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I've been experiencing bouts of insomnia for almost two decades. It first started happening when I was doing the low fat diet. Actually this is the only other diet I've done in my entire life until starting on GAPS.
I remember that I eventually learned if I would just get up and eat something with protein I would be able to go back to bed and get back to sleep. At the time, I was drinking soy milk because my children didn't like it and it was something quick and easy to have in the middle of the night. The thing is, when I wake in the middle of the night I don't feel hungry. In fact, the thought of eating seems perverse even sickening. But what happens is if I would just get up and stay up then I would find within a couple hours that I was actually very hungry. My stomach would start to growl ferociously. After that happened a few times, I realized I must be hungry so I should eat. Over the years, every so often I would experience insomnia. Since I work outside the home, it is uncomfortable and stressful to me when this happens. Here are some snippets from websites which explain why this can happen. I have read some of them before, but with my newfound information about cortisol and its importance to our very survival it has a whole new meaning on why this happens. I also recall reading somewhere that female hormones can play a part, but cannot find that reference at the moment.
From Dr. James Wilson's site Adrenal Fatigue:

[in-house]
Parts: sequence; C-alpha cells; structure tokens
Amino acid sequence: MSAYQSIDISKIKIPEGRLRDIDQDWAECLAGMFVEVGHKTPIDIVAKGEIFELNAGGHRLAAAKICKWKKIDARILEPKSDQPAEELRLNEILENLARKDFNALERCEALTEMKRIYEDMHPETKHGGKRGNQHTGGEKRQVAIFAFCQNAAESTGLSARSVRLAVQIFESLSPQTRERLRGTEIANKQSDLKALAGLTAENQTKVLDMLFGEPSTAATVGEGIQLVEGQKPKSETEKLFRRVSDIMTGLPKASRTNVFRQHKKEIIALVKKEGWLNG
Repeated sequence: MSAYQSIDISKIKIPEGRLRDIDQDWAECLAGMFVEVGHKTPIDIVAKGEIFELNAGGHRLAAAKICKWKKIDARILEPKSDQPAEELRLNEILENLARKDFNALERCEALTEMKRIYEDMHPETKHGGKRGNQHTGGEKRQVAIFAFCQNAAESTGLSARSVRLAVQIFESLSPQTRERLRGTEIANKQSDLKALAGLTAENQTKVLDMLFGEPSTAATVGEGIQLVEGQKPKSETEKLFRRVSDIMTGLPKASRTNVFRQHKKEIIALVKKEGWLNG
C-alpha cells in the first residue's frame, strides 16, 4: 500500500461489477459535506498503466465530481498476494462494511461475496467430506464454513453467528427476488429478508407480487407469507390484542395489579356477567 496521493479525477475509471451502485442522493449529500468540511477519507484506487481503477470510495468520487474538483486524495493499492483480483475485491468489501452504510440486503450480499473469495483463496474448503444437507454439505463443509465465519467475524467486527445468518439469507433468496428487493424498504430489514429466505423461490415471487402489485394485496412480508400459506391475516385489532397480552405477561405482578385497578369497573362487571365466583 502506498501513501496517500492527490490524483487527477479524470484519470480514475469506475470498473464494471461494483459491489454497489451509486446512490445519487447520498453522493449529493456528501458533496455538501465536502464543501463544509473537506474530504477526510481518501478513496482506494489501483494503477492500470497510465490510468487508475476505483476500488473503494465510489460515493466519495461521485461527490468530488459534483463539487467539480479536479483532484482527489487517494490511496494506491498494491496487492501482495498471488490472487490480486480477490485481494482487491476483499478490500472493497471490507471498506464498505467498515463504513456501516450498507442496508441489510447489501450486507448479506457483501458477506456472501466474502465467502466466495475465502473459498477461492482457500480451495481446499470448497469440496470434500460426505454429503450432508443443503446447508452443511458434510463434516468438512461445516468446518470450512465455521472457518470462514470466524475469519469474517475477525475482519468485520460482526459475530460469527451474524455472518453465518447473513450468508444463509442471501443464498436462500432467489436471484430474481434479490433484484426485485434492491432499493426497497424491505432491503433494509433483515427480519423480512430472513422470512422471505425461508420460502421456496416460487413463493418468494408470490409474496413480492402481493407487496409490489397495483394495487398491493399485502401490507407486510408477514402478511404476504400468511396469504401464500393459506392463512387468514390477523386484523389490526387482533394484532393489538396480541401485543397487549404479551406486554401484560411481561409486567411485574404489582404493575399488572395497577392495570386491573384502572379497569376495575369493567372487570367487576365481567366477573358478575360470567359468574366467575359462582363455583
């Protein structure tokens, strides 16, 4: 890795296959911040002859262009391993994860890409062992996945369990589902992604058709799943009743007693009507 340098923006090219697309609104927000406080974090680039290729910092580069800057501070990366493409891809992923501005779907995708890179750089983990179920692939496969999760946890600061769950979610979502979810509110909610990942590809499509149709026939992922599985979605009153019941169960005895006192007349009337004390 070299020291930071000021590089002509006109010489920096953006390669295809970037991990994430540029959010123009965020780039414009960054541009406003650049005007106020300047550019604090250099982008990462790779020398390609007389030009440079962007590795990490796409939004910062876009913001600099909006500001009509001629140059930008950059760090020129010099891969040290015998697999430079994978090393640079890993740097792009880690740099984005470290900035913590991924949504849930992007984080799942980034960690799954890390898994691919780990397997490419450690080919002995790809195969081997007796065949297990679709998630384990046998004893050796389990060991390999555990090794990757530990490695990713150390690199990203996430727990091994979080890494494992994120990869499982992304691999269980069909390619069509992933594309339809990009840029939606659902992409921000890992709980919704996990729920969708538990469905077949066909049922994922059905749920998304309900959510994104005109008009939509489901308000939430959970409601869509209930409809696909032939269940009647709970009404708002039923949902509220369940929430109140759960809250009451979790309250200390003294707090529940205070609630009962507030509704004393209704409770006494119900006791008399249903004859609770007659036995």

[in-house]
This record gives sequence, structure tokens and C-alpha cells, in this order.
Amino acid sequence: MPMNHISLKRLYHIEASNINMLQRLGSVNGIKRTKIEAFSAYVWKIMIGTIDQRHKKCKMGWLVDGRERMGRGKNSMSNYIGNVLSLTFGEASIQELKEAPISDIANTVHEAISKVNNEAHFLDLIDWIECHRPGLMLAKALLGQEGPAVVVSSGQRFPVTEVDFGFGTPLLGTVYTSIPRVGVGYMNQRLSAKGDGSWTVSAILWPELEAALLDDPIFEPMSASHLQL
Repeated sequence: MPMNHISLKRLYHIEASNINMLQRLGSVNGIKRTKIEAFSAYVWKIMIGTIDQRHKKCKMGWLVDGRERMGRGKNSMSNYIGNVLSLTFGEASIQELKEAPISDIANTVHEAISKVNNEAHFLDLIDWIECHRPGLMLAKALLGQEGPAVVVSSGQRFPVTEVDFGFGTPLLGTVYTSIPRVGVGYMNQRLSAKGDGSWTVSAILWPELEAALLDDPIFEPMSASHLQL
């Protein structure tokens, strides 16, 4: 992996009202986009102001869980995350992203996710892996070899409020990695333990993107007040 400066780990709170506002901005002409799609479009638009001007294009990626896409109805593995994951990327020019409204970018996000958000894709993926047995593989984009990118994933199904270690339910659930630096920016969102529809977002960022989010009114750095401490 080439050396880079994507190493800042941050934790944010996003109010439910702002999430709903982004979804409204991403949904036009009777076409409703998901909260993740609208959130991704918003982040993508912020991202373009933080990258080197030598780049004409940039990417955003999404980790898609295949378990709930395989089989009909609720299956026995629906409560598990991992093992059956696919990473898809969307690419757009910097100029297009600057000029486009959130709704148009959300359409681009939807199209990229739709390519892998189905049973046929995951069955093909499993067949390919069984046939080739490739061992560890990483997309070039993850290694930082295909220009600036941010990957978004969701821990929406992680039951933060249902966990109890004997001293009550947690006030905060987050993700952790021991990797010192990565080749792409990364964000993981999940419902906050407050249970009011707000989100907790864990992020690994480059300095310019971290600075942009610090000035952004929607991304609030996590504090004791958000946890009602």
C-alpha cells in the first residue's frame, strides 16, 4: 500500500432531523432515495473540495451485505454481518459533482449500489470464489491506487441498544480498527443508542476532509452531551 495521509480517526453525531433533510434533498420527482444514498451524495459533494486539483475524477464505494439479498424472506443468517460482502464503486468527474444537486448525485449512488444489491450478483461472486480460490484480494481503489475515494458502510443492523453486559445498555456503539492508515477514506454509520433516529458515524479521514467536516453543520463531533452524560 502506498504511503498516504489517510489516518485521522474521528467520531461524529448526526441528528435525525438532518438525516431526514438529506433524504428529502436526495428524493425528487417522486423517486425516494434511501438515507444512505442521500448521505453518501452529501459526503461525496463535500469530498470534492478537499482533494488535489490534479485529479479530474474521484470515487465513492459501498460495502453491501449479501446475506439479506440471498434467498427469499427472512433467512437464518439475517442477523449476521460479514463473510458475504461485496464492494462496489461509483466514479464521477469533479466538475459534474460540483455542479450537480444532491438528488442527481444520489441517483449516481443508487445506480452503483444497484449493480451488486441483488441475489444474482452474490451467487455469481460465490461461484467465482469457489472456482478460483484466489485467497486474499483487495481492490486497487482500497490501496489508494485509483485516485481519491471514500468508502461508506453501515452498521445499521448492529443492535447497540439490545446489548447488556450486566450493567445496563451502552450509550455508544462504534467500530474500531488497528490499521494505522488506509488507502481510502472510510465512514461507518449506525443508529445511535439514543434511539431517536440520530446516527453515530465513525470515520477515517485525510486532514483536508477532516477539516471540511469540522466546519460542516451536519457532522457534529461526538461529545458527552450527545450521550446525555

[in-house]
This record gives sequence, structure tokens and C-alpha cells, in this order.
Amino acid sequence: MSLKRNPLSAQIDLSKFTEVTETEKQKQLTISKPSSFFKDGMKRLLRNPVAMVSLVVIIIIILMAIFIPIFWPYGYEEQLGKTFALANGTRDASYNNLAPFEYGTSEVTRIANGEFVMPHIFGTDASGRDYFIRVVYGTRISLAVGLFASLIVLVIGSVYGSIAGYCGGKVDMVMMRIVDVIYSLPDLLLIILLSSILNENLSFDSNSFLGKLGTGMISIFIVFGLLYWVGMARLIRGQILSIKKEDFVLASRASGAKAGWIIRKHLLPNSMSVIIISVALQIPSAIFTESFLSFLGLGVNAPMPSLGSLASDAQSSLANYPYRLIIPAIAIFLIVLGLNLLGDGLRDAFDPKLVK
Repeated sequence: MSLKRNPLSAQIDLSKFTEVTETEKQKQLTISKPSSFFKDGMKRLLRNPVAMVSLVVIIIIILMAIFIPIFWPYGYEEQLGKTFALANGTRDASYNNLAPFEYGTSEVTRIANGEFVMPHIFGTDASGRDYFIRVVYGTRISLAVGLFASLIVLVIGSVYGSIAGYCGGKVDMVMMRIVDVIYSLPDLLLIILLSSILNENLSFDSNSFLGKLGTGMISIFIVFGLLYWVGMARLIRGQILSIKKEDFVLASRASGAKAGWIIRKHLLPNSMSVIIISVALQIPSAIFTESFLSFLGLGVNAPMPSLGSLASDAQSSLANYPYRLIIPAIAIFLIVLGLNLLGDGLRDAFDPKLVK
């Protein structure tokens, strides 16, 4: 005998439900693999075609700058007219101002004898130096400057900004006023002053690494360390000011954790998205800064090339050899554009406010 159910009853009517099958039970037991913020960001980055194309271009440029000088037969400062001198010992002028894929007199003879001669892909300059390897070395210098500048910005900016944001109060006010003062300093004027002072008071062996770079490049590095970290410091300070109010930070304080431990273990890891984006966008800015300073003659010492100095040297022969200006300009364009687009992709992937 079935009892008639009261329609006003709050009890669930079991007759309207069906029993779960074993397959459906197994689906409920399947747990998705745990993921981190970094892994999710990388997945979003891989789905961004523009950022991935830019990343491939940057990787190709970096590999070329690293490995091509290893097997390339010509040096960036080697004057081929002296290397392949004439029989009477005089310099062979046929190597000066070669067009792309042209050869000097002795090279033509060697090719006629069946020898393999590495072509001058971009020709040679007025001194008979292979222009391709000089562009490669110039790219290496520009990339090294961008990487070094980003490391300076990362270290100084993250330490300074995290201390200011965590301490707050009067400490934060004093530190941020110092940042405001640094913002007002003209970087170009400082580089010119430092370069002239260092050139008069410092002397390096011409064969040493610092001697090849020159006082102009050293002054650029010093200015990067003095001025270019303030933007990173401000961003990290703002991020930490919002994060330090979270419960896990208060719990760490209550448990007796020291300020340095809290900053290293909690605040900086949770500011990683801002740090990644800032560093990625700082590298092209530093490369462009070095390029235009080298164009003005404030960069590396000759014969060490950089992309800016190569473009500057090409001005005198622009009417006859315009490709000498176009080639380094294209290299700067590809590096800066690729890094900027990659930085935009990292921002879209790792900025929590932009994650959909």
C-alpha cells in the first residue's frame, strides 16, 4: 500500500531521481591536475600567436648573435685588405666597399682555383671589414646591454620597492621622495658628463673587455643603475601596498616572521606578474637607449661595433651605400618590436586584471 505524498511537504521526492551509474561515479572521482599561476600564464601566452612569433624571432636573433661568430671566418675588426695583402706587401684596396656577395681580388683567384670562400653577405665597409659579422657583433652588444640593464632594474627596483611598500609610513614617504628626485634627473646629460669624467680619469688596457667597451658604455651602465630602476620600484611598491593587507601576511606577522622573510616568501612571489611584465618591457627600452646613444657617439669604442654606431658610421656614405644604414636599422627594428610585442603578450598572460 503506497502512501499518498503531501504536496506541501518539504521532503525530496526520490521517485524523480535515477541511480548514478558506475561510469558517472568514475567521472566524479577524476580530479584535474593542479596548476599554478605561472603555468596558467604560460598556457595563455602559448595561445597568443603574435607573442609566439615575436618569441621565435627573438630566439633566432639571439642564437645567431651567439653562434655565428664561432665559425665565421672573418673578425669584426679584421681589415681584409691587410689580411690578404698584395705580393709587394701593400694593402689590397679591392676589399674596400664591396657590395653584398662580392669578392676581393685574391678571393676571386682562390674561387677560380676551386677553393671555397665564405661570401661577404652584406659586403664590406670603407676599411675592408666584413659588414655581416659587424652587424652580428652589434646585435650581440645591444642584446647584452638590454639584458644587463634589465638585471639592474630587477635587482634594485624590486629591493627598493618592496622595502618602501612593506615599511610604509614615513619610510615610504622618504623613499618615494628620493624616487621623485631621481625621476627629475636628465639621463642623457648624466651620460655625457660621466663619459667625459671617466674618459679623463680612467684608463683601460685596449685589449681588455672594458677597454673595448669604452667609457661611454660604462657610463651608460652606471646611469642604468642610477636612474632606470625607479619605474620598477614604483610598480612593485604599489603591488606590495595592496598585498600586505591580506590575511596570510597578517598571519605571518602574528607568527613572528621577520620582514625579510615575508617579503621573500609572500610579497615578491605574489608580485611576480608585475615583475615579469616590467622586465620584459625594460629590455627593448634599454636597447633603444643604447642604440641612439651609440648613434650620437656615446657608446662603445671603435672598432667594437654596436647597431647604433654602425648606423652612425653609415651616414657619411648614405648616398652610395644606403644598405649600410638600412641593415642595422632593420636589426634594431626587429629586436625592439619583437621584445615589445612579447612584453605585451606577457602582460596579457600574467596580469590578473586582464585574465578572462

When the adrenals fatigue, adrenal hormone levels may become low, leading to another possible source of nighttime sleep disruption – low blood sugar.* Cortisol plays an important role in maintaining blood sugar (glucose) levels around the clock. Although blood glucose is normally low by the early morning hours, during adrenal fatigue cortisol levels may not stay sufficient to adequately sustain blood glucose.* Low glucose signals an internal alarm (glucose is the main fuel for all cells, including brain cells) that disrupts sleep so the person can wake up and refuel.
Low nighttime blood glucose can also result from inadequate glycogen reserves in the liver. Cortisol causes these reserves to be broken down into glucose that is then available to the cells. When low cortisol and low glycogen reserves coincide, blood glucose will most likely drop, disrupting sleep.*
Waking between 1 AM and 3 AM may indicate low blood sugar resulting from inadequate glycogen reserves in the liver, low adrenal function and cortisol, or both. This is often the culprit when panic or anxiety attacks, nightmares, or fitful, restless sleep occur between 1:00 and 4:00 AM.
From the Primal Body Primal Mind website:
6. I fall asleep OK but then wake up during the night and find it difficult to get back to sleep.
Those that rely on blood sugar as their primary source of fuel AND suffer some degree of glucose dysregulation and adrenal exhaustion may find themselves a member of the “3:00 AM Club”. As blood sugar levels drop during the night, normally it is cortisol that is gently released as a means of up-regulating it without disrupting sleep. Those prone to bigger blood sugar swings, or eat/drink a carbohydrate-rich substance near bedtime, and/or those who have exhausted adrenals and cannot produce adequate cortisol when needed may come to rely, instead, on adrenaline as their late-night blood sugar-stimulator. Adrenaline, you may recall, is our body’s primary “fight or flight” hormone and is designed to be used only in an emergency. Since low blood sugar is a form of “emergency” for those who are dependent upon sugar as their primary source of fuel, you may find yourself figuratively “outrunning a saber-toothed tiger” at 3:00 AM. (See pages 78, 84, 99, 119, 162 in Primal Body, Primal Mind: Beyond the Paleo Diet for Total Health and a Longer Life). Training your body to burn fat as its primary source of fuel and not sugar is key to ending this miserable nocturnal cycle, once and for all. Let Primal Body-Primal Mind show you how!